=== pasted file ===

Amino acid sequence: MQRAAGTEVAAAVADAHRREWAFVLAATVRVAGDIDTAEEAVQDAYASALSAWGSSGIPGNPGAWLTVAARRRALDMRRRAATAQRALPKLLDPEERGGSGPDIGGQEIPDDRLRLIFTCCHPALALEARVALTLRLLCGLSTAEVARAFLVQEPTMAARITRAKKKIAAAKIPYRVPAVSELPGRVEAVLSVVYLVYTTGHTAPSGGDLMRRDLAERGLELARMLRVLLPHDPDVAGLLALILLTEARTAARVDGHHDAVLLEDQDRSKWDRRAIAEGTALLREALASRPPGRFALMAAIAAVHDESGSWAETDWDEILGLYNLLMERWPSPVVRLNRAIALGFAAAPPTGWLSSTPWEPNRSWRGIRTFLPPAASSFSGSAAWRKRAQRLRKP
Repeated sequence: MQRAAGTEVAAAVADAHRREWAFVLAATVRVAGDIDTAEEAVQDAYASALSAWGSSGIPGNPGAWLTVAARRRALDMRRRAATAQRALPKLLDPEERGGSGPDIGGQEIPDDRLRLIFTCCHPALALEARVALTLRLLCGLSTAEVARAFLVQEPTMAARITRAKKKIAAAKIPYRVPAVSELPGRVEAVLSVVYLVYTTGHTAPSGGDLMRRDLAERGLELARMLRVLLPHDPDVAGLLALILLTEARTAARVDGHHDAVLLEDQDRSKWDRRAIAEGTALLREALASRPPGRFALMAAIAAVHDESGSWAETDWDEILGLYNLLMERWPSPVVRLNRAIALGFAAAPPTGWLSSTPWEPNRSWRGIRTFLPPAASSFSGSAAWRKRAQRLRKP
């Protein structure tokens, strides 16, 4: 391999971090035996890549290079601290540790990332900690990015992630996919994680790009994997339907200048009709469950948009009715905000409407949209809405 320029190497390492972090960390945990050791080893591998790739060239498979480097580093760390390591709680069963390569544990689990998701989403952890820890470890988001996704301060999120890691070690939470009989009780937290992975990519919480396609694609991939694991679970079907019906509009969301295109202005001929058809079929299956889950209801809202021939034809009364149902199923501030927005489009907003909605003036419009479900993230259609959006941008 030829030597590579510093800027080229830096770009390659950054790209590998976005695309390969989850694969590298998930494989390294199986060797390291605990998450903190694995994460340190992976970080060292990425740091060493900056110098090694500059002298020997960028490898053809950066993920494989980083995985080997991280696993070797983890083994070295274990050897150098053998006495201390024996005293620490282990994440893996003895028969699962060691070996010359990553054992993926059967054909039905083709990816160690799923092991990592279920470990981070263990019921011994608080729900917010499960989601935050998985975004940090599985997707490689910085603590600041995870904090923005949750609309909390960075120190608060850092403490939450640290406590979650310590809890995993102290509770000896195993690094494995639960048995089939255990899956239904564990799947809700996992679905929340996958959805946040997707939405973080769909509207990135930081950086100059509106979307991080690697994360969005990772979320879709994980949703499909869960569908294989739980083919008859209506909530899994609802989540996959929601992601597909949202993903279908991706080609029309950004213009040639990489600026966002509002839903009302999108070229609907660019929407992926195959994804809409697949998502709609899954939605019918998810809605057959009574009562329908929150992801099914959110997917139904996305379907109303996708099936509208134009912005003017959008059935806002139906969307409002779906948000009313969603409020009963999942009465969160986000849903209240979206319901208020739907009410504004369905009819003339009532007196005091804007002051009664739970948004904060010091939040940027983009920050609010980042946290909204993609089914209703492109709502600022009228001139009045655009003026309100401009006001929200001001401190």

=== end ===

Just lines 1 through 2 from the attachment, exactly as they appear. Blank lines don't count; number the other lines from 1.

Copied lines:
Amino acid sequence: MQRAAGTEVAAAVADAHRREWAFVLAATVRVAGDIDTAEEAVQDAYASALSAWGSSGIPGNPGAWLTVAARRRALDMRRRAATAQRALPKLLDPEERGGSGPDIGGQEIPDDRLRLIFTCCHPALALEARVALTLRLLCGLSTAEVARAFLVQEPTMAARITRAKKKIAAAKIPYRVPAVSELPGRVEAVLSVVYLVYTTGHTAPSGGDLMRRDLAERGLELARMLRVLLPHDPDVAGLLALILLTEARTAARVDGHHDAVLLEDQDRSKWDRRAIAEGTALLREALASRPPGRFALMAAIAAVHDESGSWAETDWDEILGLYNLLMERWPSPVVRLNRAIALGFAAAPPTGWLSSTPWEPNRSWRGIRTFLPPAASSFSGSAAWRKRAQRLRKP
Repeated sequence: MQRAAGTEVAAAVADAHRREWAFVLAATVRVAGDIDTAEEAVQDAYASALSAWGSSGIPGNPGAWLTVAARRRALDMRRRAATAQRALPKLLDPEERGGSGPDIGGQEIPDDRLRLIFTCCHPALALEARVALTLRLLCGLSTAEVARAFLVQEPTMAARITRAKKKIAAAKIPYRVPAVSELPGRVEAVLSVVYLVYTTGHTAPSGGDLMRRDLAERGLELARMLRVLLPHDPDVAGLLALILLTEARTAARVDGHHDAVLLEDQDRSKWDRRAIAEGTALLREALASRPPGRFALMAAIAAVHDESGSWAETDWDEILGLYNLLMERWPSPVVRLNRAIALGFAAAPPTGWLSSTPWEPNRSWRGIRTFLPPAASSFSGSAAWRKRAQRLRKP